I recently read a story about an airline worker being arrested for stealing thousands of dollars worth of goods from luggage at the airport. He got nabbed, thanks to Apple’s low-key tracker devices, AirTags. The very same AirTags have been the subject of stories (and inquiries) into “stalking” cases and other similar heinous maleficence. Of course, we have all found lost items and tracked our luggage across the planet to finally show up at our homes.
Henry Harteveldt, an online and travel industry analyst at Atmosphere Research, said he would use an AirTag if he had no choice other than to check a suitcase. “The end result is knowledge, and knowledge can increase peace of mind,” he says, adding: “2022 is not a year where you want to take chances with your checked bags no matter where you are traveling.”Bloomberg Business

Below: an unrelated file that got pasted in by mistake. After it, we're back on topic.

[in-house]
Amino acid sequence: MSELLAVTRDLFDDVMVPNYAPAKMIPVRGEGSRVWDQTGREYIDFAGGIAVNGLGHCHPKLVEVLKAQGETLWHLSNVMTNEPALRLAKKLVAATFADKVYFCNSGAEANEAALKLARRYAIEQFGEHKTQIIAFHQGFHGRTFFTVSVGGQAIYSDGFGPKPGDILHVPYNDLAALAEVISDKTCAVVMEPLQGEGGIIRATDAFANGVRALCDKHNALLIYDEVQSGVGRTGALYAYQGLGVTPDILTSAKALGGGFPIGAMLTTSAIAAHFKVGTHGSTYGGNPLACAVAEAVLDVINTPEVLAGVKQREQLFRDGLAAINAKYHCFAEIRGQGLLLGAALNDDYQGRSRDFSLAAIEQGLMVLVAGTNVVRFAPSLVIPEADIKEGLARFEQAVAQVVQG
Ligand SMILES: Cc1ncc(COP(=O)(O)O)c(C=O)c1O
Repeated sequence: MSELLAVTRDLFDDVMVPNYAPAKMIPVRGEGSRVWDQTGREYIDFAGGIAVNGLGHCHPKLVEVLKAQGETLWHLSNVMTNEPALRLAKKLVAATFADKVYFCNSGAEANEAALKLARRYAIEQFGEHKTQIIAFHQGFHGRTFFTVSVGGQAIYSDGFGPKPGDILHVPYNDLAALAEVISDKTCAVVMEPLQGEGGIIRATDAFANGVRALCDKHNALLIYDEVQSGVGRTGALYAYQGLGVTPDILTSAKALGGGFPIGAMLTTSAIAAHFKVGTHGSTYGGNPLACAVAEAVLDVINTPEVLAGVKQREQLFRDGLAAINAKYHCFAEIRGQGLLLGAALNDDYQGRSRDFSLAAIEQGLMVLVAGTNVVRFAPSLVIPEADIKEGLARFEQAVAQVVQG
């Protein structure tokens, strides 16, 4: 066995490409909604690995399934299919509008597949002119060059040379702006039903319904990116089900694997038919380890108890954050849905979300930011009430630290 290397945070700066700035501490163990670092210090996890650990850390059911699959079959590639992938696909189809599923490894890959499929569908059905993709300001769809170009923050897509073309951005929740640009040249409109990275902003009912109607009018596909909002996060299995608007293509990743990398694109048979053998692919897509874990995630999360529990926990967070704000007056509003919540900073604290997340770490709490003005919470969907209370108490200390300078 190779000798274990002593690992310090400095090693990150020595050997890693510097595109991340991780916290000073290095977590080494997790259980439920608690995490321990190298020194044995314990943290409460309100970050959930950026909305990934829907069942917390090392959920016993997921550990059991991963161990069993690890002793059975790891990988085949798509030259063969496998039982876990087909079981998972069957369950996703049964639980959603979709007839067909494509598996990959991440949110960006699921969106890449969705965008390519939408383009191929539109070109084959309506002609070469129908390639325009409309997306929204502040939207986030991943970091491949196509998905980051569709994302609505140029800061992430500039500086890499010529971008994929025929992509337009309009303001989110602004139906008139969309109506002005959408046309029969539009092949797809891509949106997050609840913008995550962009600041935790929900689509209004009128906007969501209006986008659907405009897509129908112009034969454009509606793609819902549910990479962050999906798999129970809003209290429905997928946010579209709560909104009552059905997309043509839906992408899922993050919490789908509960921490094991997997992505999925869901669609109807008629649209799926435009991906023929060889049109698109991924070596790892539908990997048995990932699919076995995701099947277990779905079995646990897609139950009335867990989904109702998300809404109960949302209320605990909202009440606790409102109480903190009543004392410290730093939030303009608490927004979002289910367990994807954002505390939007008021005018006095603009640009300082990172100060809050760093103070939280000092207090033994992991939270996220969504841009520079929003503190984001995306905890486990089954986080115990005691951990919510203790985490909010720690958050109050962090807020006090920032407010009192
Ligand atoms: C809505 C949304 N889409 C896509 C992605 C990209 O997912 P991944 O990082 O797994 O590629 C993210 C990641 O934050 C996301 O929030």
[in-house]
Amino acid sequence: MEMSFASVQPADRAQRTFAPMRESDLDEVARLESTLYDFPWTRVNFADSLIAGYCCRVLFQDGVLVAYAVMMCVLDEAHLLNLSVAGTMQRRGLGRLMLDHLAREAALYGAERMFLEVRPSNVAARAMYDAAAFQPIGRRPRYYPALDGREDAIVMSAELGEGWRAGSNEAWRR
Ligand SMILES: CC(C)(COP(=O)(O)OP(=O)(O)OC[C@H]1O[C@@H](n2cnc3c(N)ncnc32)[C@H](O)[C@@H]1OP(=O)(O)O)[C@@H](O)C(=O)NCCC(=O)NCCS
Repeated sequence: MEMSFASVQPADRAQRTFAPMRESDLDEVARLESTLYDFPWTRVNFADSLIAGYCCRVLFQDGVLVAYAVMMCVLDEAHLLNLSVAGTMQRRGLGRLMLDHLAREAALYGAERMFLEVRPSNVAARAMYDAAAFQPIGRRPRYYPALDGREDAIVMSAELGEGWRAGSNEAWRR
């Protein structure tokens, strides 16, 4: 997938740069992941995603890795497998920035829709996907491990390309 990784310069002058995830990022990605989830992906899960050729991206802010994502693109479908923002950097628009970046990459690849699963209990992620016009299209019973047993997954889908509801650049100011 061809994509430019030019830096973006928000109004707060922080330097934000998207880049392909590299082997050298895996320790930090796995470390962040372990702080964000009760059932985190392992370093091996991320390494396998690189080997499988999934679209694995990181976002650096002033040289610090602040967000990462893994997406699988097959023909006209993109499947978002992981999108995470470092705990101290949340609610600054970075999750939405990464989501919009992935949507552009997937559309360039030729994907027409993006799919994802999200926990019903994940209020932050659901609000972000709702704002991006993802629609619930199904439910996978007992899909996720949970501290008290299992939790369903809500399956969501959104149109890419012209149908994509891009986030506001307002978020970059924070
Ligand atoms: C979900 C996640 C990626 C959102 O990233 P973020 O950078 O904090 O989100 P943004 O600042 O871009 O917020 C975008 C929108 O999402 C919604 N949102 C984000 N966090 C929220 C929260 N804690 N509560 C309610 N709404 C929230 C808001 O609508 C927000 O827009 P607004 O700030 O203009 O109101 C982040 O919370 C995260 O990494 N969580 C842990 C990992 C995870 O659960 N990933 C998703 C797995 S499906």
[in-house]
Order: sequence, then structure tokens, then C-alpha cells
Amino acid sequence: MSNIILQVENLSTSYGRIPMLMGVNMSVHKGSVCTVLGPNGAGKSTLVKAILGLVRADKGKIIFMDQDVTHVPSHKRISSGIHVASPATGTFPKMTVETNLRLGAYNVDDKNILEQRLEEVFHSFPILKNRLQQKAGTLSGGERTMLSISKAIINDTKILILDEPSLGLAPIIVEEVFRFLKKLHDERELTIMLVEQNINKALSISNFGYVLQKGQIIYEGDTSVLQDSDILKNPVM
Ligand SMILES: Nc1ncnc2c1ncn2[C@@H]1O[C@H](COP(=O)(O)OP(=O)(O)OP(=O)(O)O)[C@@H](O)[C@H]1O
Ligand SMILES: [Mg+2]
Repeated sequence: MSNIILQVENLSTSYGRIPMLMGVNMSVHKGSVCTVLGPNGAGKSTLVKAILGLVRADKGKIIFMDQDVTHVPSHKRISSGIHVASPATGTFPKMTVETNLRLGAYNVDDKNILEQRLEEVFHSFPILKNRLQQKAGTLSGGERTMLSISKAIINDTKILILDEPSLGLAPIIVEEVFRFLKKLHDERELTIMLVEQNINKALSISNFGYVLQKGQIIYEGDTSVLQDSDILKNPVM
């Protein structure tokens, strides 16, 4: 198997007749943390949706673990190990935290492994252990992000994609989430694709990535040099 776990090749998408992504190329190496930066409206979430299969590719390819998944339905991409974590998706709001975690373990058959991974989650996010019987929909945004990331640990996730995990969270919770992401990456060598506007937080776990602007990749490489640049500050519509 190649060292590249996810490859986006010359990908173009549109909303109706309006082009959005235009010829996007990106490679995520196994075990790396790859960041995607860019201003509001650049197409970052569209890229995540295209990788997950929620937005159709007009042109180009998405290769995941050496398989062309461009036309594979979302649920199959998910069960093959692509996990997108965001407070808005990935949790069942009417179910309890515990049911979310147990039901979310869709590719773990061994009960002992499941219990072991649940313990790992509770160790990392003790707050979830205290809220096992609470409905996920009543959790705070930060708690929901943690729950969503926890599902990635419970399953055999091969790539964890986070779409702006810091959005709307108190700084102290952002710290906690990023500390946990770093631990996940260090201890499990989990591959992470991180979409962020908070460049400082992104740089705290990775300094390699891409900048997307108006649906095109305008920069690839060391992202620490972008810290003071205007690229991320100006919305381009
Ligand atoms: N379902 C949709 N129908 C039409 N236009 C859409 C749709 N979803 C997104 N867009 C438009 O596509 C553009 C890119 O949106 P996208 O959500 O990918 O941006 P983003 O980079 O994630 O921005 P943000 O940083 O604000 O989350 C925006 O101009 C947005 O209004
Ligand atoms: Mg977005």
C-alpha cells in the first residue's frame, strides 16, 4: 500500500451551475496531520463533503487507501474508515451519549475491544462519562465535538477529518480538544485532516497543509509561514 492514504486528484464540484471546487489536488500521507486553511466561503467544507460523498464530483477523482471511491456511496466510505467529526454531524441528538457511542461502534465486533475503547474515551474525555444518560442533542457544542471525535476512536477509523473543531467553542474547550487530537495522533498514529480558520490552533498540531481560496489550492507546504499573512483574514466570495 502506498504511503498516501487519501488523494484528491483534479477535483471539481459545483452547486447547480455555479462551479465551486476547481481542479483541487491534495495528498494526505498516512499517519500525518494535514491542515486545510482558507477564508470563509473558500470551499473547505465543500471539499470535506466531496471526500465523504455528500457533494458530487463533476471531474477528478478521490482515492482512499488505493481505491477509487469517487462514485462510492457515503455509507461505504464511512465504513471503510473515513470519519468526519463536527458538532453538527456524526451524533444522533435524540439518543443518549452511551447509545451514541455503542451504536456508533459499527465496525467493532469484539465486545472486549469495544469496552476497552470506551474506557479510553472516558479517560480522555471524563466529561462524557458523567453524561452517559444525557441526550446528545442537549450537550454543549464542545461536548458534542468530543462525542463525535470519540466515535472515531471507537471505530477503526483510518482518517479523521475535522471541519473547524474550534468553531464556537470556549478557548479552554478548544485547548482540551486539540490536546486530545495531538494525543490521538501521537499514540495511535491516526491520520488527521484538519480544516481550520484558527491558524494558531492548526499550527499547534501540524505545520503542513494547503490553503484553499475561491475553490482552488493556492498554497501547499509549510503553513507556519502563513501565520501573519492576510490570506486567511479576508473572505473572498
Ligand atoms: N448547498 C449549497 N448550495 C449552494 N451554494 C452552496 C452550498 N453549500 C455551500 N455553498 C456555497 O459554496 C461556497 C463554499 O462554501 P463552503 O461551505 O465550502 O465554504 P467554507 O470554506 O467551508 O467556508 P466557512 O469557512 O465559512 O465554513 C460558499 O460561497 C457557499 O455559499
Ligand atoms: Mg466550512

AirTags, like every other recently introduced technology, only reinforces that no matter what, people with bad intentions will find ways to manipulate technology to their ends. This battle to prevent them from winning depends on the creators of those technologies and, to some extent, on all of us.
Not everyone is up with the idea of being part of the solution. “AirTags put the responsibility of keeping track of checked bags back on the customer; yet another obligation, along with online check-in 24 hours before a flight, that comes with the modern hellscape that is air travel,” writes Brad Stone, editor of (Read more...)